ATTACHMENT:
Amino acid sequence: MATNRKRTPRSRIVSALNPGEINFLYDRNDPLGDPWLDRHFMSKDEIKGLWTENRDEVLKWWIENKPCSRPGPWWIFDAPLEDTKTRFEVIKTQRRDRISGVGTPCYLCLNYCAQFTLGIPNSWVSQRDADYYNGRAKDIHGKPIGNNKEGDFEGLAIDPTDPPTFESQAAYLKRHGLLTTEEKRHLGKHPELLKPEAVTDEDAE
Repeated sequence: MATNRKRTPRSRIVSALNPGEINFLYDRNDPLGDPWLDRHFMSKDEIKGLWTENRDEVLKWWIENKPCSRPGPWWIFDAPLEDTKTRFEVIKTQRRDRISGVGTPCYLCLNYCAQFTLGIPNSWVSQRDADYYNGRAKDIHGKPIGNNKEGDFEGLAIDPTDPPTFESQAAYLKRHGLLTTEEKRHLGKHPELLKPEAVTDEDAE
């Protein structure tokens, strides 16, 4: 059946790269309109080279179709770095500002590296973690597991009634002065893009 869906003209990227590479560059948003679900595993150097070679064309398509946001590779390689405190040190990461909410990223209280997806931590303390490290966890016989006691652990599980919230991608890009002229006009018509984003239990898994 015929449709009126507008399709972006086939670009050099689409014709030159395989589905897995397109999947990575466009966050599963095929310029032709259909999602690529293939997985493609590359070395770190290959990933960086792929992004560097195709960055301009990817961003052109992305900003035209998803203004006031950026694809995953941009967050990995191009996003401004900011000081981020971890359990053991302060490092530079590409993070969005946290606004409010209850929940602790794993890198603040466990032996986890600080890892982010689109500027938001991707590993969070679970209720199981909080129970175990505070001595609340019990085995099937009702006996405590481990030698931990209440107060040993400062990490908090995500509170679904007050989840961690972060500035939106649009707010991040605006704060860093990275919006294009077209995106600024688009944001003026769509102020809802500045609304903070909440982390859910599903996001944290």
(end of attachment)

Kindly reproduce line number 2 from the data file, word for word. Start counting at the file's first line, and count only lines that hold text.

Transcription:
Repeated sequence: MATNRKRTPRSRIVSALNPGEINFLYDRNDPLGDPWLDRHFMSKDEIKGLWTENRDEVLKWWIENKPCSRPGPWWIFDAPLEDTKTRFEVIKTQRRDRISGVGTPCYLCLNYCAQFTLGIPNSWVSQRDADYYNGRAKDIHGKPIGNNKEGDFEGLAIDPTDPPTFESQAAYLKRHGLLTTEEKRHLGKHPELLKPEAVTDEDAE